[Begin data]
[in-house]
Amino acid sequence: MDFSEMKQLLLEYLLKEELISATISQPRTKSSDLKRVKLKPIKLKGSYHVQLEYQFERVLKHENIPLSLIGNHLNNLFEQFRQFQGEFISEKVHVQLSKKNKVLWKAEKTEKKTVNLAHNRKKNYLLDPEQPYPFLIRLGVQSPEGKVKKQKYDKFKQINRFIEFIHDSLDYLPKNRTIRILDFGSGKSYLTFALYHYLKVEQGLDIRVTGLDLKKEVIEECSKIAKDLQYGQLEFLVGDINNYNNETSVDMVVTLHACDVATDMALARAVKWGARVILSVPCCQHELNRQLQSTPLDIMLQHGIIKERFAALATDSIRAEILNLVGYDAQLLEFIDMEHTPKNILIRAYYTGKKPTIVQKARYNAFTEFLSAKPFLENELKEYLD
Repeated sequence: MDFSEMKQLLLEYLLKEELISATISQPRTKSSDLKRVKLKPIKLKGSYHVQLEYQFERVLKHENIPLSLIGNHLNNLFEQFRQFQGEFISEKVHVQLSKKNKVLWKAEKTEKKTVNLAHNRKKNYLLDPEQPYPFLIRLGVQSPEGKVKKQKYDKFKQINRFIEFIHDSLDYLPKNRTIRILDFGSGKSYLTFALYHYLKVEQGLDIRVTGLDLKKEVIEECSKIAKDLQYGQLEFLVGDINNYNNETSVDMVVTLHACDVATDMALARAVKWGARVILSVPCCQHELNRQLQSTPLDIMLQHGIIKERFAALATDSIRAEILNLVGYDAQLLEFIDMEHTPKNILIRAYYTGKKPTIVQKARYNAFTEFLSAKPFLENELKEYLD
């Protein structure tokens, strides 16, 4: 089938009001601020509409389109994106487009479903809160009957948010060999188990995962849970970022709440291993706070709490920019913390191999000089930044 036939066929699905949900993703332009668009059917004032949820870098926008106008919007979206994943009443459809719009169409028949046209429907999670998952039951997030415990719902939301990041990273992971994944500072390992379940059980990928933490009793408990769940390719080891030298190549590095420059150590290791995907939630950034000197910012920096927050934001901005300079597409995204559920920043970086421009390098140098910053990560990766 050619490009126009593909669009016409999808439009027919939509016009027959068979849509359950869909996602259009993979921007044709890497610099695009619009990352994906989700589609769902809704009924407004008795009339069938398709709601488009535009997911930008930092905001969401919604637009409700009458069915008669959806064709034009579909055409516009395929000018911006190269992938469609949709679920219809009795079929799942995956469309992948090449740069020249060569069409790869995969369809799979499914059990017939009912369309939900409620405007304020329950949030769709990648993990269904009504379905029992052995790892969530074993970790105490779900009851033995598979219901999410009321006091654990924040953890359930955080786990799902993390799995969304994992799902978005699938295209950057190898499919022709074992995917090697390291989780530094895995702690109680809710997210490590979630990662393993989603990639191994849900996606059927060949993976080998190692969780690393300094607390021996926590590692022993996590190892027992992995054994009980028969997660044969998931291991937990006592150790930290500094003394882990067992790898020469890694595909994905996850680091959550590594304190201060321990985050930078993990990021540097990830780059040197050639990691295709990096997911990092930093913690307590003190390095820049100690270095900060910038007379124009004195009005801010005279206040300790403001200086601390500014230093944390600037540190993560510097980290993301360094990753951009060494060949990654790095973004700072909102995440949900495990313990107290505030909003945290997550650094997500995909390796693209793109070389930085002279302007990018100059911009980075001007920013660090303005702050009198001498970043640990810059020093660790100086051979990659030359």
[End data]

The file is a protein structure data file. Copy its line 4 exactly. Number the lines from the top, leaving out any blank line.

């Protein structure tokens, strides 16, 4: 089938009001601020509409389109994106487009479903809160009957948010060999188990995962849970970022709440291993706070709490920019913390191999000089930044 036939066929699905949900993703332009668009059917004032949820870098926008106008919007979206994943009443459809719009169409028949046209429907999670998952039951997030415990719902939301990041990273992971994944500072390992379940059980990928933490009793408990769940390719080891030298190549590095420059150590290791995907939630950034000197910012920096927050934001901005300079597409995204559920920043970086421009390098140098910053990560990766 050619490009126009593909669009016409999808439009027919939509016009027959068979849509359950869909996602259009993979921007044709890497610099695009619009990352994906989700589609769902809704009924407004008795009339069938398709709601488009535009997911930008930092905001969401919604637009409700009458069915008669959806064709034009579909055409516009395929000018911006190269992938469609949709679920219809009795079929799942995956469309992948090449740069020249060569069409790869995969369809799979499914059990017939009912369309939900409620405007304020329950949030769709990648993990269904009504379905029992052995790892969530074993970790105490779900009851033995598979219901999410009321006091654990924040953890359930955080786990799902993390799995969304994992799902978005699938295209950057190898499919022709074992995917090697390291989780530094895995702690109680809710997210490590979630990662393993989603990639191994849900996606059927060949993976080998190692969780690393300094607390021996926590590692022993996590190892027992992995054994009980028969997660044969998931291991937990006592150790930290500094003394882990067992790898020469890694595909994905996850680091959550590594304190201060321990985050930078993990990021540097990830780059040197050639990691295709990096997911990092930093913690307590003190390095820049100690270095900060910038007379124009004195009005801010005279206040300790403001200086601390500014230093944390600037540190993560510097980290993301360094990753951009060494060949990654790095973004700072909102995440949900495990313990107290505030909003945290997550650094997500995909390796693209793109070389930085002279302007990018100059911009980075001007920013660090303005702050009198001498970043640990810059020093660790100086051979990659030359």